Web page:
In the case of Burnap v. United States, 252 U. S. 512, 40 S. Ct. 374, 375, 64 L. Ed. 693, upon which appellant relies, it was held that in the absence of the existence of a statute to the contrary, the power to remove an officer is incident to the power to appoint him, and that the power to suspend him is incident to the power to remove him. But in that case the officer was suspended for cause under the provisions of rule 12 of the Civil Service Rules. The court says in that regard: “On September 14, 1915, he [the officer] was suspended, upon charges, from duty and pay.”
In the present case the plaintiff was not relieved of his office. He was merely granted “a leave of absence” without pay. During all the time in question he retained his tenure of office, and is therefore entitled to his compensation as a necessary incident to holding the office. There is a distinction between suspending one's tenure of office, and merely granting one a leave of absence. Webster's New International Dictionary defines the word “suspend” as “to cause to cease for a time.” It is the right to the tenure of the office and not a merely temporary relief from the duties thereof which is determinative of the right to compensation in this case. The plaintiff's right to his office was not caused to cease for any period of time until the office was finally abolished.
We are of the opinion that while the plaintiff as a duly appointed officer lawfully retained his office of poundmaster and held himself in readiness to perform the duties of his office, he could not be deprived of his right to compensation. It is conceded that the plaintiff retained his office and the right thereto until it was abolished March 23, 1933. It is stipulated that his “leave of absence” was declared by the council without his request or consent. It is conceded that his temporary suspension or relief from the performance of his duties was voted without cause. We may assume that at all times during the interval that he was unemployed he held himself in readiness to perform his duties as poundmaster. No reason for suspending the performance of his duties is assigned. Indeed, the appellant asserts that the council had power to suspend him at will without cause. When an officer is able to and does hold himself in readiness to perform his duties during a certain period of time for the purpose of determining whether he has earned his salary, it may be implied that he has performed his duties, and the liability for the payment of salary under such circumstances attaches. It is a well-established rule of law that the right to compensation attaches to a public office as an incident to the title to the office and not to the mere exercise of the functions thereof. The fact that an officer does not actually perform the duties of an office does not necessarily deprive him of the right to compensation provided he has a legal right to the office and holds himself in readiness to perform the functions thereof. 46 C. J. p. 1014, § 233; 21 Cal. Jur. p. 942, § 120; Elliott v. Van Delinder, 77 Cal. App. 716, 720, 247 P. 523; City of Oakland v. Lyckberg, 95 Cal. App. 71, 272 P. 606.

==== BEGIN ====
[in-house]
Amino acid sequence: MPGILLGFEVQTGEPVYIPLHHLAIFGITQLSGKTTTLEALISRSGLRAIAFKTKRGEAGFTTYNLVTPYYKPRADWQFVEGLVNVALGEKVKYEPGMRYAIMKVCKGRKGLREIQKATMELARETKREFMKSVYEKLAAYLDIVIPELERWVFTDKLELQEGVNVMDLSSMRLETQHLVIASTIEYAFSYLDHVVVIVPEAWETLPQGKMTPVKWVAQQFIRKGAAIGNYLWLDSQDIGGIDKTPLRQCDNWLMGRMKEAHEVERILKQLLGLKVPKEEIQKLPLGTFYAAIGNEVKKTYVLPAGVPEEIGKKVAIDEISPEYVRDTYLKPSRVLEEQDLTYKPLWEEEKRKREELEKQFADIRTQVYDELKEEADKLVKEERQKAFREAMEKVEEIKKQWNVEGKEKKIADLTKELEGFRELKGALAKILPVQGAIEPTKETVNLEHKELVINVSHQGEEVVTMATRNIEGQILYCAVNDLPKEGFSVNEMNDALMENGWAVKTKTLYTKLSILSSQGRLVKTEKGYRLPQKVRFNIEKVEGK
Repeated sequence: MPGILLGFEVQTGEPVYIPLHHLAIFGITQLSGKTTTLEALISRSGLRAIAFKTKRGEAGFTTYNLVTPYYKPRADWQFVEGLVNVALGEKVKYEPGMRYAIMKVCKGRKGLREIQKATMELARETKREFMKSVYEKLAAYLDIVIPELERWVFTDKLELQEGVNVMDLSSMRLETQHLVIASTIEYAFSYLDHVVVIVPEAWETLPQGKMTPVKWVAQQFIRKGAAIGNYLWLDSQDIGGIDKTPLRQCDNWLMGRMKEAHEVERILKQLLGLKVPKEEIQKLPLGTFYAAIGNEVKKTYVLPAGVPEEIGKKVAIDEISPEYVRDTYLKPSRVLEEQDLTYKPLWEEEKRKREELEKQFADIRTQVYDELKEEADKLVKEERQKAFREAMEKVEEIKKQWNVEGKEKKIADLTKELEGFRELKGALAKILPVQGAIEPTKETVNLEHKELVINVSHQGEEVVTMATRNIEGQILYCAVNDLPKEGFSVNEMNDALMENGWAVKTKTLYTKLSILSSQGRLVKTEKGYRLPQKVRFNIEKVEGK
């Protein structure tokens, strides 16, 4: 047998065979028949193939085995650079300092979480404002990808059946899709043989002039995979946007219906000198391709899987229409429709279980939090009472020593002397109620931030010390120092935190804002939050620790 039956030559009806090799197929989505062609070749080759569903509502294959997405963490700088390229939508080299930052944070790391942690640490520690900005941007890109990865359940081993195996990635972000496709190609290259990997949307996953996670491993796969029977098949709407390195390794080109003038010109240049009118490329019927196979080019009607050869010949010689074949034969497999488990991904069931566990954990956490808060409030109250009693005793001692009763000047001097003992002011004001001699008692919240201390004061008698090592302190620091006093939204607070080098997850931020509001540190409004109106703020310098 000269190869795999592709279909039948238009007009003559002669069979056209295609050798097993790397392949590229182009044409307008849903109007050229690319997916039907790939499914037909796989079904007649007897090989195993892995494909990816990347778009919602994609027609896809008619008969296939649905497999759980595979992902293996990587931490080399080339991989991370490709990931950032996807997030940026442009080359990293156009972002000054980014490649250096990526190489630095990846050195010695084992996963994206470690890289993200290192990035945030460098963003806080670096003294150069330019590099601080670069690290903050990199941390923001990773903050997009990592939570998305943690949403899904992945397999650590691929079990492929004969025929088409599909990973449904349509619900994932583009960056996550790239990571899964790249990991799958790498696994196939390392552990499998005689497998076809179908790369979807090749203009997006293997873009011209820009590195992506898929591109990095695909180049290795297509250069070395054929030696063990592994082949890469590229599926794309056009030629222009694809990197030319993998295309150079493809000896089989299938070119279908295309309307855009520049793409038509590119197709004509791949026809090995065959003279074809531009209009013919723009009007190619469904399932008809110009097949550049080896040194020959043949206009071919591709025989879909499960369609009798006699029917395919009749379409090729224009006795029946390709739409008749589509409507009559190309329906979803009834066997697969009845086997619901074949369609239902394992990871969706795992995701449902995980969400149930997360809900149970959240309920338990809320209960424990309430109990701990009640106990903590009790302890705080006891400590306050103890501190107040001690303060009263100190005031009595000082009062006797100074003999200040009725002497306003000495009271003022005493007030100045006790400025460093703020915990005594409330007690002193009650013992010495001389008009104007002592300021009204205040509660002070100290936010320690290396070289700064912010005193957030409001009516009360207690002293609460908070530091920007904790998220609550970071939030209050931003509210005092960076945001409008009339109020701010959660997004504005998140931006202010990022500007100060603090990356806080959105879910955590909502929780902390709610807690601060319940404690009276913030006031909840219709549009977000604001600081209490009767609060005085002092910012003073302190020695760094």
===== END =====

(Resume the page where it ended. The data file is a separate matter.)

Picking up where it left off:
For the reason that it appears the plaintiff was never relieved of his office during the period of time which is involved in this action, but, on the contrary, that he was merely granted a leave of absence, the court properly held that he was entitled to compensation as a necessary incident to the title to his office.
The judgment is affirmed.
Mr. Justice THOMPSON delivered the opinion of the court.
We concur: PULLEN, P. J.; PLUMMER, J.